While sitting in a meeting in a Peshawar sitting parlor with several Pakistanis from South Waziristan and other agencies in FATA, one of my hosts articulated what he called a "criminal conspiracy" among the politicians, the intelligence agencies, the media and even the military to sustain a public narrative undermining the drone program while benefiting from the same.

These FATA residents are strong proponents of the drones. They report that the drones are so precise that the local non-militants do not fear them when they hear the drones above as they are confident that they will hit their target. Locals attribute this precision in part to the placement of "targeting chips" which direct the ordinance to the exact location of the militants in their redoubts. The accurate placement of these chips requires local cooperation to provide the whereabouts of these militants. This has driven an important wedge between the locals and militants with the former shunning the latter.

Another interlocutor explained that when children hear the buzz of the drones, they go their roofs to watch the spectacle of precision rather than cowering in fear of random "death from above."

These observers are not alone. Professor Ijaz Khattak, in the Department of International Relations at University of Peshawar explained to a popular television host Skaukat Khattak, that "The drone attacks have proved effective and have targeted the terrorists and there had been little collateral damage in the US drone attacks."

While many locals seem to appreciate the value of the armed drones and are ostensibly aware of who the militants are that are killed, the outrage of the Pakistani public intensifies as one moves farther away from the place where the missiles land. Within the main provinces of Pakistan, there is staunch popular outrage to the drones.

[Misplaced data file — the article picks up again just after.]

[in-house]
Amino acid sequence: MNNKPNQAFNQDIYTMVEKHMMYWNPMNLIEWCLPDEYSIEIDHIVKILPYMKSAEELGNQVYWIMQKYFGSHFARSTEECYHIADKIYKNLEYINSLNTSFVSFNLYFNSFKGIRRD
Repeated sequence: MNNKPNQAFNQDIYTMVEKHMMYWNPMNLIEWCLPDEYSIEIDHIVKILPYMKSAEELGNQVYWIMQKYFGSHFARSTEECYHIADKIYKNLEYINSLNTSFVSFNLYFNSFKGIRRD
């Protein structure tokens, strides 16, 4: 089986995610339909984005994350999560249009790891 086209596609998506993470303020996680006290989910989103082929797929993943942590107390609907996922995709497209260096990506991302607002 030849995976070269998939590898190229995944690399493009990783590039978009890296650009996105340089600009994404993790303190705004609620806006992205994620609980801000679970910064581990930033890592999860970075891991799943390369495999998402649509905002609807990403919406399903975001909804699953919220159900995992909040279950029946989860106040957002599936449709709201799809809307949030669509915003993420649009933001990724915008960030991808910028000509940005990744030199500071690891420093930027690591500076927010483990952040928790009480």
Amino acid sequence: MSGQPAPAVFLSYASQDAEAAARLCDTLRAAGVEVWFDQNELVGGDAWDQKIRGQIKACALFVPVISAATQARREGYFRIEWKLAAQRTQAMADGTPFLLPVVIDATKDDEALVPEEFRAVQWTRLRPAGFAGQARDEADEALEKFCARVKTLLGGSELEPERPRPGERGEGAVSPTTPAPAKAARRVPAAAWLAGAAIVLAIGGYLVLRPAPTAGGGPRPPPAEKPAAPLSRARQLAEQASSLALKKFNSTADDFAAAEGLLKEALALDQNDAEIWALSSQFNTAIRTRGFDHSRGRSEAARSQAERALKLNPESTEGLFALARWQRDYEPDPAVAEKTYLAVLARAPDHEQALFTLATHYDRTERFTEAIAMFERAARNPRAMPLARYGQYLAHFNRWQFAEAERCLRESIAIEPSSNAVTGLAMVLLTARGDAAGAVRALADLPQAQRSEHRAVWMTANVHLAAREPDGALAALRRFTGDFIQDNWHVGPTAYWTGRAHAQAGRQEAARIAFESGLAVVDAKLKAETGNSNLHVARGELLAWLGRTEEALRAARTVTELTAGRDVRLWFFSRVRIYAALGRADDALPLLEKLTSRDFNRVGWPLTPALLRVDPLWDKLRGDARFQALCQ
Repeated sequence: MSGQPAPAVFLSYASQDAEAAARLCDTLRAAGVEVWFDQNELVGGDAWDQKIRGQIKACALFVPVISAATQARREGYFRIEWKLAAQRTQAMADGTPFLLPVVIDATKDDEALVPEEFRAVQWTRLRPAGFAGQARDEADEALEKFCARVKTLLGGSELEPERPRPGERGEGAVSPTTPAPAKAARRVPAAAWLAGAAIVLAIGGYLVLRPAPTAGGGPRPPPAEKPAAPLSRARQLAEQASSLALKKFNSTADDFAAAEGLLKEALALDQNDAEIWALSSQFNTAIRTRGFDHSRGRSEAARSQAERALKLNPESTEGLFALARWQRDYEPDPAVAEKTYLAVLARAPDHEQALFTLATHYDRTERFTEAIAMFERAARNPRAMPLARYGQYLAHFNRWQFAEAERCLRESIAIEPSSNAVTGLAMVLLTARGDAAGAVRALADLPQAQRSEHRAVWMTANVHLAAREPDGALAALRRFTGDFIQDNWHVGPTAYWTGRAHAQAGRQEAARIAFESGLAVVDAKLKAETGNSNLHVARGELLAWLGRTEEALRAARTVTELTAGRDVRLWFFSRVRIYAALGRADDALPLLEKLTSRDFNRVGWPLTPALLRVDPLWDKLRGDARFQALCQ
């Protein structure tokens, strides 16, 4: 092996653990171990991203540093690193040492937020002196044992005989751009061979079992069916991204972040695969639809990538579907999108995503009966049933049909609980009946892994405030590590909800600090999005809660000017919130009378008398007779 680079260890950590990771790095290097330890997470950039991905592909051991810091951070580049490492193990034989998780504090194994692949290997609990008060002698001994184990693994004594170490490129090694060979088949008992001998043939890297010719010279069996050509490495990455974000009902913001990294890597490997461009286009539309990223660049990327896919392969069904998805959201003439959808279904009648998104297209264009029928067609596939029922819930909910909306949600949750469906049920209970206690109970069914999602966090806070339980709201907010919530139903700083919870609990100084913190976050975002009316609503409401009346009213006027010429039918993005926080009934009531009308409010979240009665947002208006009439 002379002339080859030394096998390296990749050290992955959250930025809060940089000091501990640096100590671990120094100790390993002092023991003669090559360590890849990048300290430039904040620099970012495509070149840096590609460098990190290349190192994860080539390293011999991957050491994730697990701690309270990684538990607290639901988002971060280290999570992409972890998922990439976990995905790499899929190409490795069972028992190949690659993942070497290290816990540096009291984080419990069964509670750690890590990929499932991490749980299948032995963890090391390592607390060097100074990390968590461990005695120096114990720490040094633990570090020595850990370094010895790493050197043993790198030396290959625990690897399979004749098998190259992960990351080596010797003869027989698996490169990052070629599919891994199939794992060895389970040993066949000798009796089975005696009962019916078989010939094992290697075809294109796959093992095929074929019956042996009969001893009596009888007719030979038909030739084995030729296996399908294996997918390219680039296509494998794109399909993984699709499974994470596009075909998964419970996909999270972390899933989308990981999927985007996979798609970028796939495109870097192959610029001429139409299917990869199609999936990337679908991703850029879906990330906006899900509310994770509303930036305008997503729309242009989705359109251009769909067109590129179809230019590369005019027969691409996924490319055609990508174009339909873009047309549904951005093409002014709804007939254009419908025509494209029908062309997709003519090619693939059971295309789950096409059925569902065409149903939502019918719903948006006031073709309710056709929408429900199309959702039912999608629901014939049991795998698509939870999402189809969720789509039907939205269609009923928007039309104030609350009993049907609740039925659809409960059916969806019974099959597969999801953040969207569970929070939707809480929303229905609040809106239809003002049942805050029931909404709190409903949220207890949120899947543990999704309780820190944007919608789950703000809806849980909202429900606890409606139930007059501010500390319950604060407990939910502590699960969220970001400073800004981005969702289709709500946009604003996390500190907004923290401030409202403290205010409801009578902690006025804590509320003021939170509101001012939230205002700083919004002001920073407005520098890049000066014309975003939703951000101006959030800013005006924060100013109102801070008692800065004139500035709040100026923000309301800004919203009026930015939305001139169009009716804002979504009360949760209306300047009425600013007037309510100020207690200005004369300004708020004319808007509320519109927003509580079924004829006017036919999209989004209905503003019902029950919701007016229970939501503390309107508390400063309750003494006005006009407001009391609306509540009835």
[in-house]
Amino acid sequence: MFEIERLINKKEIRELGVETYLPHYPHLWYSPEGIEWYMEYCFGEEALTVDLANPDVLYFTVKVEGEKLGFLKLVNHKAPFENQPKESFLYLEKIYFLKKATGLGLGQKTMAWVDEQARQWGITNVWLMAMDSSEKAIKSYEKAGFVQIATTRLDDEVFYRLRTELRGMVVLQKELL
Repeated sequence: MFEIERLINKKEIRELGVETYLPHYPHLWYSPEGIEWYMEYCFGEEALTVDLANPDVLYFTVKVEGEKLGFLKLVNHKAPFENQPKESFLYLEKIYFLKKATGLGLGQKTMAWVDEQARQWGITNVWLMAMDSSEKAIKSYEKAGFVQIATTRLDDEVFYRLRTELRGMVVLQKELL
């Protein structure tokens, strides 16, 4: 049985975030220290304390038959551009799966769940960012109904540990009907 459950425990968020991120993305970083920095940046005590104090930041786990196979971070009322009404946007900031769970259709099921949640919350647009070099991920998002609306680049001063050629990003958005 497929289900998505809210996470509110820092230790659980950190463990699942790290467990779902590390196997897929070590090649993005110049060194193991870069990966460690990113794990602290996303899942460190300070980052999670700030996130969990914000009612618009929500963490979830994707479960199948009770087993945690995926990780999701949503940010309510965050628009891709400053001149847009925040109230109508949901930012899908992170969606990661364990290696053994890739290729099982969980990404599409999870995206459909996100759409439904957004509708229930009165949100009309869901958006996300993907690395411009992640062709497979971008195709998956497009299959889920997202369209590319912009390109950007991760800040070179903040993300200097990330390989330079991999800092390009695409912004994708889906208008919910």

This antipathy towards the program is due in large measure to the collaboration of Pakistan's media to sustain tenacious criticism of the program by spreading suspect civilian casualty reports planted by the militants themselves or various "agencies." It makes no difference that none of these reports can be independently verified because FATA's legal status precludes independent media from traveling there. Nor does it matter that such high figures of civilian loss of life would certainly lead to funerals in large numbers which have not been reported.

Moreover, because the program is technically covert, the U.S. government makes no effort to combat this onslaught of misinformation. The U.S. embassy in Islamabad is in the unenviable position of neither "confirming nor disconfirming" the same drone attacks which President Obama has in numerous fora hailed and even joked about and which White House lawyers defend as legal.
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The Changed Debate...At Least in Pakistan

While American opponents of the policy cling to empirically specious claims about the drones and their purported "civilian casualties," within Pakistan itself the debate is far more sophisticated. Since April 2009, many changes have occurred across the Pakistani social landscape albeit with variation across the expanse of its territory.

First, the Pakistani Taliban (Tehreek-e-Taliban-e-Pakistan, TTP) made an enormous strategic blunder. Throughout the early months of 2009, the provincial officials of Khyber Pakhtoonkhwa as well as the central government were negotiating a so-called peace deal with the militants associated with the TTP operating in the settled area of Swat. By most accounts, Pakistanis as well as Swatis themselves embraced this as a viable option to diminish the violence and restore peace to this territory that had been riven by TTP violence. As the ink on the deal was drying, the TTP breached the agreement in April 2009 and overran the town of Buner, sitting to the immediate west of the Indus River.

This had two effects. First, it persuaded those in Swat and elsewhere, who had previously supported the Taliban's self-proclaimed campaign to restore good governance and provide access to justice, that the Taliban were not interested in peaceful coexistence and were in fact committed to violence and expansion of power.